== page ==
Zinc helps vitamin D absorb calcium. Zinc is needed for the proper formation of osteoclasts and osteoblasts, the two cells which are essential for bone remodelling. Zinc has found to be deficient in older people with osteoporosis. Sources of zinc include meat, chickpeas, pumpkin seeds, cashew nuts and other nuts and seeds. Zinc levels are often low in our patients, particularly those on a high plant diet or with other digestive issues where absorption is reduced. It is important to consider not only the food that goes in our mouths, but how much of it we are actualy benefiting from. In this way good digestion is especially important in osteoporosis.
Low levels of circulating vitamin K have been linked with low bone density. Several studies have now shown that supplementation with vitamin K results may slow down bone loss in postmenopausal women, improve bone strength and reduce the risk of fractures. One study (Nurses’ Health Study) suggests that women who get at least 110 micrograms of vitamin K a day are 30% less likely to break a hip than women who get less than that.
The two main groups of vitamin K that occur naturally are vitamin K1 and K2. Vitmain K1 is found in leafy greens and brassica vegetables such as broccoli, cauliflower and cabbages. The good bacteria in our digestive system also help produce some vitamin K. Vitamin K2 is found in fish, meat and eggs and in Natto, a fermented soybean product).
Omega 3 Fatty Acids
Having good levels of omega-3 fatty acids can have a beneficial effect on calcium absorption and bone density. These fatty acids increase the absorption of calcium from the digestive system and reduce the excretion of calcium in urine. They can slow the loss of bone that happens around the menopause and it has been found that a diet which contains adequate amounts of calcium but not of essential fatty acids can increase the risk of osteoporosis.
In a ‘Western Diet’, we do not get enough omega-3 in our diet. It is much more common that we already have high levels of omega-6 which is found in processed foods, ready meals but also other foods like meats, breads, spreads and anything that contains or is cooked in oil. Eating at least two portions per week of oily fish is recommended to achieve good levels of omega-3. This includes mackerel, wild/ organic salmon, sardines, herring or anchovies. If you do not eat fish, a supplement containing over 500mg of each of EPA and DHA is useful.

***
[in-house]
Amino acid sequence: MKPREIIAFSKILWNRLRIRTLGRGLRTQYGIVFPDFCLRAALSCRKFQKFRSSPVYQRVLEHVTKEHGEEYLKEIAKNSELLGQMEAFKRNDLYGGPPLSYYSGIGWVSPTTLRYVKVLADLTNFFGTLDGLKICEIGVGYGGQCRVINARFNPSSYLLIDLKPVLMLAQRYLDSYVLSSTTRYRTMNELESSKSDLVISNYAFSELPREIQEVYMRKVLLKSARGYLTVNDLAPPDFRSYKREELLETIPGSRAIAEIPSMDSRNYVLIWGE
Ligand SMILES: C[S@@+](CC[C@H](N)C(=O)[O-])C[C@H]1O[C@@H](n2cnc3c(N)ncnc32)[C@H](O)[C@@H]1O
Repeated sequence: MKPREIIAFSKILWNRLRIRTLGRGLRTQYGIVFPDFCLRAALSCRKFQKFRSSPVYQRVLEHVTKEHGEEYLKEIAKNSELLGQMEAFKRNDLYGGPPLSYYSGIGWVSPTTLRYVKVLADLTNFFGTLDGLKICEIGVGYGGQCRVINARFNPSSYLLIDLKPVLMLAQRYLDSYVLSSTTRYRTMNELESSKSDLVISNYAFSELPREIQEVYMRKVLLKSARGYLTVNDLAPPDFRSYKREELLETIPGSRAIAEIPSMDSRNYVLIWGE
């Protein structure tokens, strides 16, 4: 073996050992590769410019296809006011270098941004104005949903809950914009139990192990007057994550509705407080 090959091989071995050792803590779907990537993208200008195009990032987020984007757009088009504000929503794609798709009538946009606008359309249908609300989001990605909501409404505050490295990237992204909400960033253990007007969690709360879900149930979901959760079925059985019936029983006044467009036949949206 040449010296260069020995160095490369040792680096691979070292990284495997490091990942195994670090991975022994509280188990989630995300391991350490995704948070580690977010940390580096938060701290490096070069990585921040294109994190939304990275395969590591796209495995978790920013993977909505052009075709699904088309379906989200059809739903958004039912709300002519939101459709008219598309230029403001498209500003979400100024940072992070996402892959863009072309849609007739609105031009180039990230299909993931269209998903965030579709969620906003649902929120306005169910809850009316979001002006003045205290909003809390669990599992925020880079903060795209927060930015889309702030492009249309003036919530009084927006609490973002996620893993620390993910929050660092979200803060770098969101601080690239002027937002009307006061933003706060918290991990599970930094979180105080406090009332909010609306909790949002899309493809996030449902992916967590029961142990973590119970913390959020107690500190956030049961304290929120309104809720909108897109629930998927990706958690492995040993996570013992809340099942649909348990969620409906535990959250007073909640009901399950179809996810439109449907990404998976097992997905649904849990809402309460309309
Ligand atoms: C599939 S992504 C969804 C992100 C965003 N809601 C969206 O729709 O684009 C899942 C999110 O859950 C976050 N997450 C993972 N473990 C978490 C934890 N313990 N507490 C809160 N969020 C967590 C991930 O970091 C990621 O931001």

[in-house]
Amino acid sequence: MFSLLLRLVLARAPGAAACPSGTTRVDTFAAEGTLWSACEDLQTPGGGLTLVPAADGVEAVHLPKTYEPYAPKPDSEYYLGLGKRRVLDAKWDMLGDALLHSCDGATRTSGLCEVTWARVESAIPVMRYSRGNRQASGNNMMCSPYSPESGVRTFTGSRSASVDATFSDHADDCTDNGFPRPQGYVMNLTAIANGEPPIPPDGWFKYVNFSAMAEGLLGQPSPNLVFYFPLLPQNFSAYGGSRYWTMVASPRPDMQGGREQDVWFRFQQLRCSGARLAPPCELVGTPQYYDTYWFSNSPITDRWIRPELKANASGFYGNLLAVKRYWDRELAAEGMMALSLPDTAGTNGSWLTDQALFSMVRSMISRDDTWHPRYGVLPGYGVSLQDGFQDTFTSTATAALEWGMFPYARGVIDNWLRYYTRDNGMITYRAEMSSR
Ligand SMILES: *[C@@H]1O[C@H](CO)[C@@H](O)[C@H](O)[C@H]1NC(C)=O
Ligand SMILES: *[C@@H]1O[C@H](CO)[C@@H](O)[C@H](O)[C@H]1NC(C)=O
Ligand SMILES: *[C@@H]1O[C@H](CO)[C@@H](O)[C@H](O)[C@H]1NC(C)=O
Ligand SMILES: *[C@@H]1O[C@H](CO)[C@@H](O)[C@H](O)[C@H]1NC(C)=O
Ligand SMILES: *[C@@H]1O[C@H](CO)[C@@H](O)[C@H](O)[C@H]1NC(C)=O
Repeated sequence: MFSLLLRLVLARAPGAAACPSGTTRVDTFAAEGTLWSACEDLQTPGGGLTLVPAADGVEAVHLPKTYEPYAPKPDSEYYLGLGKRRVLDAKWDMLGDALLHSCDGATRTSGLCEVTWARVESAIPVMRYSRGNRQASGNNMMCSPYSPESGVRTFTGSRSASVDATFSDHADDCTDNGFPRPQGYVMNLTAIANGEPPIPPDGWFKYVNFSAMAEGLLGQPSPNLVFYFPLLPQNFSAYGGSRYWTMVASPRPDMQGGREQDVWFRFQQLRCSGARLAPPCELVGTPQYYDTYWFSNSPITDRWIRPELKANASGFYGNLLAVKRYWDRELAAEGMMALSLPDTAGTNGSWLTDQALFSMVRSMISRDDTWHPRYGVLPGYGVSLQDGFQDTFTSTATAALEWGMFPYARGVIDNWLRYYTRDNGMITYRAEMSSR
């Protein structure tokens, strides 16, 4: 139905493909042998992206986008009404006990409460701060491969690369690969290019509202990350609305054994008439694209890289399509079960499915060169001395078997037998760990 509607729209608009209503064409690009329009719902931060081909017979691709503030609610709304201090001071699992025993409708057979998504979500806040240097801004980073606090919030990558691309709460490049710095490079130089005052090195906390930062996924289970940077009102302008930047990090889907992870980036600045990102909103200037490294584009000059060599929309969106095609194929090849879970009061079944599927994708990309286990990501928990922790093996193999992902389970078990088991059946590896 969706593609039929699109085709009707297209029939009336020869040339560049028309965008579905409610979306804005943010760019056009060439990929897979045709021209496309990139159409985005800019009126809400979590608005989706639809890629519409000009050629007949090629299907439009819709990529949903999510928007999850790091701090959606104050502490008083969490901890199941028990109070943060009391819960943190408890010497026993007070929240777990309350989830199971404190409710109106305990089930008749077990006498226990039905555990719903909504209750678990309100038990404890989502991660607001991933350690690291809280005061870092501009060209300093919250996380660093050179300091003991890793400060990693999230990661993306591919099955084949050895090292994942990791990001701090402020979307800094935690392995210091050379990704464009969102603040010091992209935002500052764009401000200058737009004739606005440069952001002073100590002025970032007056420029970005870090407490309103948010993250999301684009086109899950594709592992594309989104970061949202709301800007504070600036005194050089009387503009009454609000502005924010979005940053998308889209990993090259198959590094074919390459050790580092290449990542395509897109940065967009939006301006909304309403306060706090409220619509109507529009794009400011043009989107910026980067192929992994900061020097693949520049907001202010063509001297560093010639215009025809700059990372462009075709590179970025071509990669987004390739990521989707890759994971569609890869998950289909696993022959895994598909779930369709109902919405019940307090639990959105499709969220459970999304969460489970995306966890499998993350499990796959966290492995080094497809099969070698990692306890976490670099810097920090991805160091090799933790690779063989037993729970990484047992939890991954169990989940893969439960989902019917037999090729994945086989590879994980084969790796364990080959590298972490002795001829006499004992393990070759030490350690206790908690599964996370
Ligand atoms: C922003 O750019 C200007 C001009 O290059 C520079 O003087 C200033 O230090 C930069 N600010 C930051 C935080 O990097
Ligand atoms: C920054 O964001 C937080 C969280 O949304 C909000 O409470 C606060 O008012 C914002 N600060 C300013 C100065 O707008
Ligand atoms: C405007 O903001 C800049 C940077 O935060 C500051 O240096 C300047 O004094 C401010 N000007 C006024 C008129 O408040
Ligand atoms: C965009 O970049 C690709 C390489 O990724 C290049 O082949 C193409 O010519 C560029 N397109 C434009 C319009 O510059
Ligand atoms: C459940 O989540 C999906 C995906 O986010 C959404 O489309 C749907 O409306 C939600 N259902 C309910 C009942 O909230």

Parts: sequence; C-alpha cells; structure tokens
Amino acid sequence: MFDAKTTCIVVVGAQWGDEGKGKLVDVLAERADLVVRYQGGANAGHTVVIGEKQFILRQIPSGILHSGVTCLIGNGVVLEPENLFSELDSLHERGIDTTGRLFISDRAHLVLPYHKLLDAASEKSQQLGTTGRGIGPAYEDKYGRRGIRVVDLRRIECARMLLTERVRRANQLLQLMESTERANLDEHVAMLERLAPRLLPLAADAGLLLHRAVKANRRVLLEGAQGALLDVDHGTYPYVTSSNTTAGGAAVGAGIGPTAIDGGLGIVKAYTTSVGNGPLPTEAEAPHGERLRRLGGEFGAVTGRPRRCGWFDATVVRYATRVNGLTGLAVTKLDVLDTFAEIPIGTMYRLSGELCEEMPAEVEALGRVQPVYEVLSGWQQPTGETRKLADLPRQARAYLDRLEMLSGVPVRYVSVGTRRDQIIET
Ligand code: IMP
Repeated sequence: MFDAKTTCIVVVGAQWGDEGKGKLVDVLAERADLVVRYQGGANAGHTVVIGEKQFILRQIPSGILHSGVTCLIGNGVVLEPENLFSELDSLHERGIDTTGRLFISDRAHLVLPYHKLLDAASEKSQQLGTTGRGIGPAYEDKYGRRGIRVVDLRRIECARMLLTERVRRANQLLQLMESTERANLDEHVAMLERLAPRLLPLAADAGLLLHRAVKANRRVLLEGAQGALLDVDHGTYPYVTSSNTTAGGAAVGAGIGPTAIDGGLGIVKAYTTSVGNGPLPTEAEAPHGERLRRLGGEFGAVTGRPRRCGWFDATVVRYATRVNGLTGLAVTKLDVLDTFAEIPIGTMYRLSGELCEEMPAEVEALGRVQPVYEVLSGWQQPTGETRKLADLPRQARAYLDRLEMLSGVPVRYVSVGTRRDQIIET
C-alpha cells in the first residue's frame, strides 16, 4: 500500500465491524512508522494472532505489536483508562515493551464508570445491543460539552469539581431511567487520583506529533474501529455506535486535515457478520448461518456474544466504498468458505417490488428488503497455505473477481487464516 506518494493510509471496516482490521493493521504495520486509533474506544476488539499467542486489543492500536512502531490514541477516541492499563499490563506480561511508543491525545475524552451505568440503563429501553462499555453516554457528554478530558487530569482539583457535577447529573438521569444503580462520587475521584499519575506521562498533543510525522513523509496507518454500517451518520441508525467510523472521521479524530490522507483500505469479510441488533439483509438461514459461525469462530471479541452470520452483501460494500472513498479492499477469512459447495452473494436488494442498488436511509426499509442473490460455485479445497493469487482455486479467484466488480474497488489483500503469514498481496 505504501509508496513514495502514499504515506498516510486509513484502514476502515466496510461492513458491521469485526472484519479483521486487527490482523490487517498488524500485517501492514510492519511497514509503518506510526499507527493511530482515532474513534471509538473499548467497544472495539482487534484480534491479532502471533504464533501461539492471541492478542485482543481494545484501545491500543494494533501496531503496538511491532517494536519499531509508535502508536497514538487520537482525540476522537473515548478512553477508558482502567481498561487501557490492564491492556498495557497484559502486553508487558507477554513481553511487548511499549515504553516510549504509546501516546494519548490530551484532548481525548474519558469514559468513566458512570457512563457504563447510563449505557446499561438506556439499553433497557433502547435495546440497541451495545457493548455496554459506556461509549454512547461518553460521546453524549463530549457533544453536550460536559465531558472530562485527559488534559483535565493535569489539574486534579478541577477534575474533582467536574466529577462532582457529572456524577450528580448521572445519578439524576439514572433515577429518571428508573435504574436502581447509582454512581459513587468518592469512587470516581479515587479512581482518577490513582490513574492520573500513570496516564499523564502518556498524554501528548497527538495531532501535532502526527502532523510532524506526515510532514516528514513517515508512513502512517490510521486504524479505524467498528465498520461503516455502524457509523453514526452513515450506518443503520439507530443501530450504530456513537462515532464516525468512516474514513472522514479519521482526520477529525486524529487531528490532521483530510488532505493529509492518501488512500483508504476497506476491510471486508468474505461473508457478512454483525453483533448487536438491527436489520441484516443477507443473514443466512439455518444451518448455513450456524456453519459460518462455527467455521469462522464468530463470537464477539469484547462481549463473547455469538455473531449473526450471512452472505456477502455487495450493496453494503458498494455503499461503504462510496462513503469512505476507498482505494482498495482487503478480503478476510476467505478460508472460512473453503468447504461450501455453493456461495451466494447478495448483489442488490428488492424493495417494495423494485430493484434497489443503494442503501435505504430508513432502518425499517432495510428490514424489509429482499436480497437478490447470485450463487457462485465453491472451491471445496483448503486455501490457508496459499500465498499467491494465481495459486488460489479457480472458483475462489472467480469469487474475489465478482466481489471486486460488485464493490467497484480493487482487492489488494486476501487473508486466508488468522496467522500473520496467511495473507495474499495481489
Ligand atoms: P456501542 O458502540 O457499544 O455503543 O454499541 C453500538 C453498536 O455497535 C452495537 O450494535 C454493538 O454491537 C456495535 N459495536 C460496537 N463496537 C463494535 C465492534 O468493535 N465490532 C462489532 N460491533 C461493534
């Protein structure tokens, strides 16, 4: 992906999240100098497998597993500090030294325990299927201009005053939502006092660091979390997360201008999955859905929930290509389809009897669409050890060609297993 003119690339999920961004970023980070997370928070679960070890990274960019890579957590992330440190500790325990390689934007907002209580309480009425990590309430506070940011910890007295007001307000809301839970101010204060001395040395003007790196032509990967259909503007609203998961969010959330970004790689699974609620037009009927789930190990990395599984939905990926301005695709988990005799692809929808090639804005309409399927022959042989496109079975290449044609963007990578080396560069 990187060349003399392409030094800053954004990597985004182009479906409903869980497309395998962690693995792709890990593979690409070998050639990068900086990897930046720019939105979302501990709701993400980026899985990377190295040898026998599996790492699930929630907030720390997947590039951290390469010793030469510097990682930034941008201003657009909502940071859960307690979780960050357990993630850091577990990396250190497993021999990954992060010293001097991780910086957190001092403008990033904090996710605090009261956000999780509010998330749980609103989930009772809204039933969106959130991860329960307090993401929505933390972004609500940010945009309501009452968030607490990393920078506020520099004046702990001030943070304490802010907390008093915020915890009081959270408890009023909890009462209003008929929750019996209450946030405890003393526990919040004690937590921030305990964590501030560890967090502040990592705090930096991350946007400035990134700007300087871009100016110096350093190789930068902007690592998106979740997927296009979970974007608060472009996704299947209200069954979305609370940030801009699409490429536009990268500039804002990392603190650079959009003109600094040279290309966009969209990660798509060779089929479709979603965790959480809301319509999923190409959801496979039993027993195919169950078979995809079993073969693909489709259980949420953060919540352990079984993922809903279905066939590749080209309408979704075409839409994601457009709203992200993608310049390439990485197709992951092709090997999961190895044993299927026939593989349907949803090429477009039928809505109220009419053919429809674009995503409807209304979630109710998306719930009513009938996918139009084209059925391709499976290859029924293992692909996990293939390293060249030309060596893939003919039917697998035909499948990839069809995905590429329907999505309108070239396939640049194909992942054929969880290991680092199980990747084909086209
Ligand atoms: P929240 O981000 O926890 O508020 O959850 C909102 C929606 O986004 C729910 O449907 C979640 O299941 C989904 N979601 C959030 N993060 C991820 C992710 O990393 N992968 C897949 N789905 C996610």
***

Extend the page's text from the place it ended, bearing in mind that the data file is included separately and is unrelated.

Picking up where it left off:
The bone turnover test (urine) is a measure of your current rate of bone loss. It is used widely in research and works best if you compare your levels again in a few months time to see if the protocol you are following is working for you. If not, you may need to make further changes to prevent further decline.
A Functional Nutritional Profile will measure your levels of critical minerals, omega-3 and omega-6 and vitamin D so that you can tailor your supplements appropriately. If you are generally low in minerals or have digestive issues, it may be worth looking at digestive tests as malabsorption is a important issue to address. We use a very comprehensive stool analysis and we also look at the small intestine with breath tests.
Where to start?
A bone turnover test is a good place to start. Find out what your current rate of bone loss is and then make steps to improve upon this as necessary. Take steps to improve your diet and see a qualified physiotherapist about exercises you can do that are safe and appropriate.